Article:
YA Review The Hundredth Queen by Emily R. King

As an orphan ward of the Sisterhood, eighteen-year-old Kalinda is destined for nothing more than a life of seclusion and prayer. Plagued by fevers, she’s an unlikely candidate for even a servant’s position, let alone a courtesan or wife. Her sole dream is to continue living in peace in the Sisterhood’s mountain temple.

But a visit from the tyrant Rajah Tarek disrupts Kalinda’s life. Within hours, she is ripped from the comfort of her home, set on a desert trek, and ordered to fight for her place among the rajah’s ninety-nine wives and numerous courtesans. Her only solace comes in the company of her guard, the stoic but kind Captain Deven Naik.

Faced with the danger of a tournament to the death—and her growing affection for Deven—Kalinda has only one hope for escape, and it lies in an arcane, forbidden power buried within her.

In Emily R. King’s thrilling fantasy debut, an orphan girl blossoms into a warrior, summoning courage and confidence in her fearless quest to upend tradition, overthrow an empire, and reclaim her life as her own.

 

An Advanced Reading Copy has been kindly given by Skyscape and Two Lions via Netgalley.com in exchange for an honest opinion

 

4 “fight for freedom” stars

 

Words of a cover junkie:  I think the cover is just gorgeous! Seriously just take two minutes to admire it and tell me it’s not awesome. I could frame it and never tire of watching it.

 

Emily R King is a new author to me but after reading the enthusiastic reviews of other blogger friends I was really intrigued. I discovered a very talented author gifted with a vivid imagination able to create a refreshing story setting and great characters.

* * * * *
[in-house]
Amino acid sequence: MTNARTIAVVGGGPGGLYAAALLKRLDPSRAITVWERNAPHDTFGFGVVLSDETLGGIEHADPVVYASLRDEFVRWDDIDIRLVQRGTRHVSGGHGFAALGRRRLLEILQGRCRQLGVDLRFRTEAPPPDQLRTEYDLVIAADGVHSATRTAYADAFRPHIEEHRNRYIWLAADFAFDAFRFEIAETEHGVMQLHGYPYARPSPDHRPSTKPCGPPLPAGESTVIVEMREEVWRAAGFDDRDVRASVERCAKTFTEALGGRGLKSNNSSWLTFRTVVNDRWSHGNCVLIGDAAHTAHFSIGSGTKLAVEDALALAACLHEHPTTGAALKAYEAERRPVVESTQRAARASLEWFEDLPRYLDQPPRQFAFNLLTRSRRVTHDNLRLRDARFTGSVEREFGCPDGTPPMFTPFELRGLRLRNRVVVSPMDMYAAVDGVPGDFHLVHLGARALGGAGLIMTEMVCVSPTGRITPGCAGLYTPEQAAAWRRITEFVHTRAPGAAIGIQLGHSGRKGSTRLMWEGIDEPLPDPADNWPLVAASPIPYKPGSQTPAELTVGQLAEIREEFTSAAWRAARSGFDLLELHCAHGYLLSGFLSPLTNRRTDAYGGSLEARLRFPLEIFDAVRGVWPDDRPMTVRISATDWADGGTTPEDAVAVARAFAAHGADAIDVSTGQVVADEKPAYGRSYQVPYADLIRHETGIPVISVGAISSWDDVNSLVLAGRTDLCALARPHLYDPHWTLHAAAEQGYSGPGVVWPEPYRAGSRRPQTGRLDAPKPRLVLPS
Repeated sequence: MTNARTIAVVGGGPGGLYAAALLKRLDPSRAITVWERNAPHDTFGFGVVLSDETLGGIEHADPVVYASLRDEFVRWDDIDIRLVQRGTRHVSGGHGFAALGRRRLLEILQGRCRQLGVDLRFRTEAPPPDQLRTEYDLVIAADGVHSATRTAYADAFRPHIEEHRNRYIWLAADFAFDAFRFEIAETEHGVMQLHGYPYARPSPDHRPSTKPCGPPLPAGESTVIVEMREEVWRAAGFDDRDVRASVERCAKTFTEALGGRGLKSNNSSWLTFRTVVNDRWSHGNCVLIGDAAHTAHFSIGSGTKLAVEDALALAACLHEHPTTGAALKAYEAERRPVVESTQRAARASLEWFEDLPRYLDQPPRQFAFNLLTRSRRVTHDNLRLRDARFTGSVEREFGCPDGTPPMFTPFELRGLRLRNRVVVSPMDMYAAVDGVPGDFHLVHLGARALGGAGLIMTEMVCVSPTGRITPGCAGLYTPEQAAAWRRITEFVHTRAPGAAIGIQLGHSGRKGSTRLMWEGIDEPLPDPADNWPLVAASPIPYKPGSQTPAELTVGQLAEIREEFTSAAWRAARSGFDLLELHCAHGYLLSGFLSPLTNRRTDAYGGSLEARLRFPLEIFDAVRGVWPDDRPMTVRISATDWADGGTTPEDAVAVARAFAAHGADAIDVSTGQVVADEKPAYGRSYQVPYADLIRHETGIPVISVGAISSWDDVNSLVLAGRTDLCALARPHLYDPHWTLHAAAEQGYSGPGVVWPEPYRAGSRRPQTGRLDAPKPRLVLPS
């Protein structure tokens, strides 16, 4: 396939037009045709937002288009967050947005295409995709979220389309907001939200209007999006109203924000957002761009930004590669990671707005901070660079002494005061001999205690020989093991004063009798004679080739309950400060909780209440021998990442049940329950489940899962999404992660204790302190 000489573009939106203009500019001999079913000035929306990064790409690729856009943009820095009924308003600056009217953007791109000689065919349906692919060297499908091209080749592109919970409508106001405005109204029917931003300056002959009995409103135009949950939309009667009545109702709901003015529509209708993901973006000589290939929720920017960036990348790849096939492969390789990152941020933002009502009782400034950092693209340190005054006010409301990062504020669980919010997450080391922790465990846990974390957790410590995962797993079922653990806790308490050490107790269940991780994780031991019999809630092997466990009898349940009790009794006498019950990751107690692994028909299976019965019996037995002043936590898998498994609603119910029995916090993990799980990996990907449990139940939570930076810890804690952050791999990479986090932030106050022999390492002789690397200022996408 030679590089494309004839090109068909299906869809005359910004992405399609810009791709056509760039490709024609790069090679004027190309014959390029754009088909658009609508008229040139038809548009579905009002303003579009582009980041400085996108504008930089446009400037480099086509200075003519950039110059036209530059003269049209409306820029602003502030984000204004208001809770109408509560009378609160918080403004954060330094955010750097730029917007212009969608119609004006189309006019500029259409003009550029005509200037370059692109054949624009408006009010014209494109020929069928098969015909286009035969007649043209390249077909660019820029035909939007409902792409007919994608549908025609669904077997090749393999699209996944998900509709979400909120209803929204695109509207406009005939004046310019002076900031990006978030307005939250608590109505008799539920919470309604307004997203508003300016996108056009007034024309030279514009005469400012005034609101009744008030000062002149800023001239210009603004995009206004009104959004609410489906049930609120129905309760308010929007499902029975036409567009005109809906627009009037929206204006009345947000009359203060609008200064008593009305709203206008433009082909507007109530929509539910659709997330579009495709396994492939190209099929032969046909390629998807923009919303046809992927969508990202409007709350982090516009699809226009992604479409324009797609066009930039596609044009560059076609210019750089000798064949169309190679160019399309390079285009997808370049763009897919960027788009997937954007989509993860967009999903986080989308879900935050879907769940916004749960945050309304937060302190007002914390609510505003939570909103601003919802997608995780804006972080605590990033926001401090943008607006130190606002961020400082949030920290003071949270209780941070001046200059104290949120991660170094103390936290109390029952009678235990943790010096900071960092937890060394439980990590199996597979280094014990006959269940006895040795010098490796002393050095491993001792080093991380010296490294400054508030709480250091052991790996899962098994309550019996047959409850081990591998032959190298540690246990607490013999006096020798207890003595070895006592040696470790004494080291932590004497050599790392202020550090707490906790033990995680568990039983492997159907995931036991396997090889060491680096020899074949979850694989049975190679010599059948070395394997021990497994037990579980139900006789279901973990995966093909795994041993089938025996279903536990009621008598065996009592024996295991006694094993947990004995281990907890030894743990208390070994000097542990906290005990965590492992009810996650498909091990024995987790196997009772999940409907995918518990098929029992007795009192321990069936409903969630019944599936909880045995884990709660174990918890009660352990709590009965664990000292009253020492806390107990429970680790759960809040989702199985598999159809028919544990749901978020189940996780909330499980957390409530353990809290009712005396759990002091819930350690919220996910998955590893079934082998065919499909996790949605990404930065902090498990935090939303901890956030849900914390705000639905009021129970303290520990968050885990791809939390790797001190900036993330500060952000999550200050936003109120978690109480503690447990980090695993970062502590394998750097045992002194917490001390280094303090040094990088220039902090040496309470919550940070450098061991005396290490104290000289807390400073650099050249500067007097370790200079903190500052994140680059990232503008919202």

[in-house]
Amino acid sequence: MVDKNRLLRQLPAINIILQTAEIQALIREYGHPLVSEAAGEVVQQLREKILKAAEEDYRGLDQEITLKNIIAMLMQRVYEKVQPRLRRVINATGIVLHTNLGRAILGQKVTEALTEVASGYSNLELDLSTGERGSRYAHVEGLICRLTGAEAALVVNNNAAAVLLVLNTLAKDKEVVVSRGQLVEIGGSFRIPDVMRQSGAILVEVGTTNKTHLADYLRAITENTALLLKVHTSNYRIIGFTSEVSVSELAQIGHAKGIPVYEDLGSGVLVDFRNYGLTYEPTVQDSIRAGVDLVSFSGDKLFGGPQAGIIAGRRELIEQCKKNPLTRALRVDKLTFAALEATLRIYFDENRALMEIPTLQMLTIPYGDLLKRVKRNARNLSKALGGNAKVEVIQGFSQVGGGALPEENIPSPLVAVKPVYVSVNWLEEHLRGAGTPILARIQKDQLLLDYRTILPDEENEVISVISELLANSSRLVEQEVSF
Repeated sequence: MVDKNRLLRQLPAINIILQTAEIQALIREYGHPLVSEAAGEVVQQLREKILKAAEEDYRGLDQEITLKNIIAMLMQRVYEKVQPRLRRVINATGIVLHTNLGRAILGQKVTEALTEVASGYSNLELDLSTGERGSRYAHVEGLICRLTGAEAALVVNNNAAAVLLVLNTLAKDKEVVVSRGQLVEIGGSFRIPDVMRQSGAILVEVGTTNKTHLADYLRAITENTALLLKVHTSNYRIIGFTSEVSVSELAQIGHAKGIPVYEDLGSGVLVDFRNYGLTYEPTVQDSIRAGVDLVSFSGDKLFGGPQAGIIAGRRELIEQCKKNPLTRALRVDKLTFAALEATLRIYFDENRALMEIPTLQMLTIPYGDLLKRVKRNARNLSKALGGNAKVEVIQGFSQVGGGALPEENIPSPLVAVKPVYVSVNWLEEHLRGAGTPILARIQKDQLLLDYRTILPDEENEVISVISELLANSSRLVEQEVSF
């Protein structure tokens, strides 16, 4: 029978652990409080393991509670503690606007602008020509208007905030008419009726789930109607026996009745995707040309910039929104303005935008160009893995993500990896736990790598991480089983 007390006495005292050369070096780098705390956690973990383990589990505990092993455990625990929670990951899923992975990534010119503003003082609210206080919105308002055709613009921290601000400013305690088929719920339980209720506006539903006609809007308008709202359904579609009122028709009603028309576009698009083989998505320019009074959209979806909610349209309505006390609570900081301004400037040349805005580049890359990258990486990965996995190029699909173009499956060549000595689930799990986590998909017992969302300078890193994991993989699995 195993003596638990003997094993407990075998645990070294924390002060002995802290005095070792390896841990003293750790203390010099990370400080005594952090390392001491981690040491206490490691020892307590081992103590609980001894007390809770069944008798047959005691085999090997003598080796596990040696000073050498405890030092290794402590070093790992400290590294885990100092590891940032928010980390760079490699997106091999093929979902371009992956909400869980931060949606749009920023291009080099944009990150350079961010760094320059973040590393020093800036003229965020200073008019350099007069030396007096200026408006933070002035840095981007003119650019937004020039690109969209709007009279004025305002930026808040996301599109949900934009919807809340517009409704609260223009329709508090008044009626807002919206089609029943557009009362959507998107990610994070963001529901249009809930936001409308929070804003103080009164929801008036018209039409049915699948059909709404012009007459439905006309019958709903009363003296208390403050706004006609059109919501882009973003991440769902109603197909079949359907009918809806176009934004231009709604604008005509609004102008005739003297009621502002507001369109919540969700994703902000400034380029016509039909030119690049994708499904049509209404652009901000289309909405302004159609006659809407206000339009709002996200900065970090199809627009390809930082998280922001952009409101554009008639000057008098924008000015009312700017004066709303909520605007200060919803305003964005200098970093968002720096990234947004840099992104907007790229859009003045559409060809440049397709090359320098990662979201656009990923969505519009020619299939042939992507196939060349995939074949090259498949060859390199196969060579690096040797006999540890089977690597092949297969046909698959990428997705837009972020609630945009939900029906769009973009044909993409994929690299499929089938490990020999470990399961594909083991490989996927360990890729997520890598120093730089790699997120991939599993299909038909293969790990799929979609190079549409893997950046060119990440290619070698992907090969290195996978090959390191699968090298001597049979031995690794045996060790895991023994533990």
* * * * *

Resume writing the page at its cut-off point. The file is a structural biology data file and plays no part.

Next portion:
What is this book about?

Kalinda has always suffered from fevers. She is orphaned and raised among sisters teaching young girls and women the art of fighting. The monasteries are financed by benefactors who can claim some young women to become servants or wives.

 

In this world, all women exist to serve men. They don’t have a real choice as to who they could marry or what they could do with their lives. More than once in the story will Kalinda regret this lack of choice. Her dream is to be free to choose her own destiny.

 

 

Compared with her brethren Kalinda does not feel beautiful. She is taller than all the other girls and due to her illness did not learn to master her art as expertly as others.

 

When a visitor (the Rhaja)  comes to the Monastery he intends to claim a girl that will be the winner of the fights among all the girls.  Kalinda never expects to be chosen and yet shockingly the Rhaja selects Kalinda to be his wife. One of her bullies Nastea will become a courtesan. Kalinda is heartbroken to leave her dear friend Jaya. She promises to go back one day and choose her as handmaiden.

 

This story takes an unexpected turn with the reveal of Kalinda being the hundredth wife and all that it entails. Traditionally the hundredth wife has to compete for her position but every wife and courtesan can fight in the hope to get a better status. This tournament is brutal and some women can die.